A Founding Director’s Vision for DPT Education

In October 2014 I was in my 17th year as a full time faculty member (with tenure) at the University of Massachusetts Lowell Department of Physical Therapy. My focus was shifting to scholarship after having served for 5 years as the Department Chair. However, in November 2014 an opportunity presented itself. An opportunity to direct my scholarship toward the development and implementation of a new DPT program at Plymouth State University. Below is the letter of application and the vision for the program I submitted along with my curriculum vita. A few months after submission I was faced with making the decision to leave a comfortable position of 17 years and blazing a new trail. A stark realization was that I wanted to take the position, only fear of leaving held me back initially. However, with that realization I knew there was nothing else to do. Moving to Plymouth State University to develop and implement the DPT program was set in motion.

I am providing this letter and vision for those students that may want to know more about why I applied, which is based primarily on a vision for DPT Education.

Letter of Application

To Whom It May Concern:

Please accept this letter of application and the attached curriculum vita for consideration in your search for the Plymouth State University Founding Chair of the Physical Therapy Department and Founding Director of the Doctor of Physical Therapy Program. My background, experience and proven capabilities ideally match this position’s qualifications, representative duties and responsibilities. This position caught my attention for three reasons.

First, it would be a challenging opportunity to found a new department and program in a public university. My education at UMass Lowell was available to me because it is an institution of public higher education. My mentor throughout PT school at UMass, and in my first several years as a faculty (Dr. Joseph Dorsey), founded the program in 1977 specifically because Massachusetts did not have a public higher education option in physical therapy. I can imagine no greater pursuit for the second half of my career than using my background, experience and skills to help provide a DPT education to students in the State of New Hampshire.

Second, this position would be an opportunity to implement cutting edge educational approaches to prepare physical therapists for the changing health care landscape. Programs should be flexible and adaptable with a process of systematic program review and adjustment built into their foundation. Faculty in these programs should be highly accessible to students, while being scholars and visionary leaders to the profession. Founding a new department and program provides the opportunity to develop such a transformative department and program with graduates prepared as clinicians, leaders and advocates. As you will read in my teaching philosophy and vision for this position, I believe it is critical for a program to recognize the educational elements of all aspects of department and program function, not only classroom experiences. I would bring to this position experience, insights and ideas developed during 22 years of involvement with the APTA, 20 in the profession, 17 years as a clinician scholar educator, and five years of direct academic administrative experience. A major accomplishment of my time as Chair and Program Director was a mastery of the accreditation requirements, program assessment, curriculum assessment, curriculum design and development, and clinical education. A major challenge was attempting to implement transformative ideas in a program with a long history of fairly rigid practices. This position would allow me to bring a vision to reality, founding a new department and program with transformation and adaptability built into the core of the department and program.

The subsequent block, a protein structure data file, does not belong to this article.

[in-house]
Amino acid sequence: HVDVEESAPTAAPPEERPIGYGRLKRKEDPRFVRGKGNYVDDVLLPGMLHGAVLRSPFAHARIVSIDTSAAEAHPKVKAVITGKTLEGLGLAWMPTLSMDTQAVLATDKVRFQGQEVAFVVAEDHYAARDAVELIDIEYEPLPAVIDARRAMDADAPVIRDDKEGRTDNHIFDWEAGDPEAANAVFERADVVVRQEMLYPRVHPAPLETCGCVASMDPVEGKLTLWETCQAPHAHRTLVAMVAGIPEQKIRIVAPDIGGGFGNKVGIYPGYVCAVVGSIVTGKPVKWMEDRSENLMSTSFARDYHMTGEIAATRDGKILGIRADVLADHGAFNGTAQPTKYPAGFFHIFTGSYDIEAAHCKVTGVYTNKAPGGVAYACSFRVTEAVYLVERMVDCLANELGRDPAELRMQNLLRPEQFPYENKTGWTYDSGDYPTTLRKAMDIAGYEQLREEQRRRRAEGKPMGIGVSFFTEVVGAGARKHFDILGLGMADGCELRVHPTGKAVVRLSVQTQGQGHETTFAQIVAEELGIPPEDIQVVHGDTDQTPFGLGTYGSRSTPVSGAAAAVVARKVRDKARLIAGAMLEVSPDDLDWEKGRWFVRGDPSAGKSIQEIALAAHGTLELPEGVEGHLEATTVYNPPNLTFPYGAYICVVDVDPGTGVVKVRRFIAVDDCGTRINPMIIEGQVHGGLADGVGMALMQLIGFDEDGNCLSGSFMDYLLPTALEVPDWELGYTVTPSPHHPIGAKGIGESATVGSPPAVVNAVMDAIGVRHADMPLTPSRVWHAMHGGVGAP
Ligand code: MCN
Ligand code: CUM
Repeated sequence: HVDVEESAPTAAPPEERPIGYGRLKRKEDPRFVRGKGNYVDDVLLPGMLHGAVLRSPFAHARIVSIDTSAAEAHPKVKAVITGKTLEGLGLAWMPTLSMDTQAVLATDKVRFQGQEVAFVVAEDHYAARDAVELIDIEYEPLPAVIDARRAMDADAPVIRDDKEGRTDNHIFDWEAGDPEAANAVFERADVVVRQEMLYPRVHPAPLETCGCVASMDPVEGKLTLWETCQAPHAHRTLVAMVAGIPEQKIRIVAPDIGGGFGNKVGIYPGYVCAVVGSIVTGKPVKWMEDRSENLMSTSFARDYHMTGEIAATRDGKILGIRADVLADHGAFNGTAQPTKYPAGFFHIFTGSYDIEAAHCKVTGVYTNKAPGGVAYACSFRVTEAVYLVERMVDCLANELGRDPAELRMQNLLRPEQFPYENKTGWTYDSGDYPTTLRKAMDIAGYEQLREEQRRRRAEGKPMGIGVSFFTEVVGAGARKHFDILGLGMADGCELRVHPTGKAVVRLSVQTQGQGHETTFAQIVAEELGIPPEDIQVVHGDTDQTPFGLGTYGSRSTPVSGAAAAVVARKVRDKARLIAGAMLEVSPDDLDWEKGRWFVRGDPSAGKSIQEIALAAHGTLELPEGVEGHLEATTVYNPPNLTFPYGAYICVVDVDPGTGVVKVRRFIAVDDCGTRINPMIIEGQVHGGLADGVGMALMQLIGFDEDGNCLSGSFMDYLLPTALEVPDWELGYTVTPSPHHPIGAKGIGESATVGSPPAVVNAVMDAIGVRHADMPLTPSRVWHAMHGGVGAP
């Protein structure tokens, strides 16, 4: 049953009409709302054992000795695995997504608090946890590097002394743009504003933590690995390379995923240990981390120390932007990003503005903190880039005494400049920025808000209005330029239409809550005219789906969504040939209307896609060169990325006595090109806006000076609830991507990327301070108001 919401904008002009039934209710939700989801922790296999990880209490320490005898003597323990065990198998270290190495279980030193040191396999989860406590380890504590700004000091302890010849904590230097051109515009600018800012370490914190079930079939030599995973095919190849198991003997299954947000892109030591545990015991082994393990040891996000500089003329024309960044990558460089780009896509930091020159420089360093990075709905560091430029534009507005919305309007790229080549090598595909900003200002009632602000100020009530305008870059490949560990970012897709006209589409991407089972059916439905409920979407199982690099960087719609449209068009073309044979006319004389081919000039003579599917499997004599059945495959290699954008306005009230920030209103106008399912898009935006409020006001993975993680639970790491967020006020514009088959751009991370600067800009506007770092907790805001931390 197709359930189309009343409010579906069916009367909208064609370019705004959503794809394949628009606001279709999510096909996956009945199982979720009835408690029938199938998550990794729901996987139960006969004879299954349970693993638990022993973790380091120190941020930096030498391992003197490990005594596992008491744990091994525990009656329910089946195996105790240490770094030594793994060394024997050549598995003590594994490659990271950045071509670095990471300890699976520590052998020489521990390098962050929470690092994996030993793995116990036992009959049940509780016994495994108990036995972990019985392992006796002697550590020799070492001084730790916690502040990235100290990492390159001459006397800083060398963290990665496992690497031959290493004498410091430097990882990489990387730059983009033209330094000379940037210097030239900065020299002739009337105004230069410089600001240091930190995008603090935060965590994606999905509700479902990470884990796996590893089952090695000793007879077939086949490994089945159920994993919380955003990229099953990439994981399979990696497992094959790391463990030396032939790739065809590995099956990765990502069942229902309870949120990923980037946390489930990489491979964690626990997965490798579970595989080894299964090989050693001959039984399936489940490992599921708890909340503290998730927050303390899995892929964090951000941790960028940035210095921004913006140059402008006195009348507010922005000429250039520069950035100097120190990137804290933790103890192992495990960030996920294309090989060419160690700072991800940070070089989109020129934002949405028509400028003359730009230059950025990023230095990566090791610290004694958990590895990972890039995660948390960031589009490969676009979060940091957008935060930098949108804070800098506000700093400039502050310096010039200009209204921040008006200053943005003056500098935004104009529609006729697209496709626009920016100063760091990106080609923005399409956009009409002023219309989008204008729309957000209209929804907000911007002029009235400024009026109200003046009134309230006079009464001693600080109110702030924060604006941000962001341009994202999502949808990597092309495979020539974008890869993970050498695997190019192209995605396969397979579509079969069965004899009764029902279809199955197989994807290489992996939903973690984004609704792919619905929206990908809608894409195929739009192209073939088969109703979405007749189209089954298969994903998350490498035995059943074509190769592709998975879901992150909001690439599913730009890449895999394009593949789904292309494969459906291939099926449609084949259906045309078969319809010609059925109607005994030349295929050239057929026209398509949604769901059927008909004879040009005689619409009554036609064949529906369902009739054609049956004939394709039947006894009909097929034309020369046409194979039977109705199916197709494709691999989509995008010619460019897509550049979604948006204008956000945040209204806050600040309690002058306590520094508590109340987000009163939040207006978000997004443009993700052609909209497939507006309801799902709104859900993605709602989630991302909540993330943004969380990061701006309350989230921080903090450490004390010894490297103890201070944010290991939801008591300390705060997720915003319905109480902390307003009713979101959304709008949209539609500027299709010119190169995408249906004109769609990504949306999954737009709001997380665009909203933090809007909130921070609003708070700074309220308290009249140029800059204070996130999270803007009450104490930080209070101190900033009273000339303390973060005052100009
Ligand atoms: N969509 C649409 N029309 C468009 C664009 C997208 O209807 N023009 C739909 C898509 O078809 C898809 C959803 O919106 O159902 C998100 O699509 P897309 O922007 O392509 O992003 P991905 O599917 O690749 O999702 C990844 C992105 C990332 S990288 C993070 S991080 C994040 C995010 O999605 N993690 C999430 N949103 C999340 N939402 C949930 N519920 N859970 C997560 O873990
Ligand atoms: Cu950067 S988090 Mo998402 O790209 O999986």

Third, this position would allow me to relocate just a bit further north to be closer to a region with abundant natural resources and outdoor recreational activities. This is clearly a personal reason. Over the years I have developed a passion for nature including forest hikes, peak bagging and snowshoeing. As my children have gotten older I have had more opportunities for these activities. As they now graduate from high school, my wife and I have the opportunity to relocate to be closer to our recreational activities.

Rather than extending this letter of application any further I will close here and append additional information for your consideration in the pages that follow. I will highlight some aspects of my background and qualifications, provide a teaching philosophy and vision for this position.

If you have any questions or requests, please do not hesitate to contact me. Thank you for your time and consideration.

Vision for this Position

My vision for this position emerges from the previous statements with a consideration of three facts put into action with three principles with consideration to three current barriers to PT education. I look forward to the opportunity to discuss this vision with you in more detail.

Facts

  1. Health care is changing to meet the needs of today’s society while attempting to be predictive of tomorrow’s needs (through predictive data analytics)
  2. PT as a professional service is transforming in response to health care changes
  3. PT education is transforming in response to professional transformation

Principles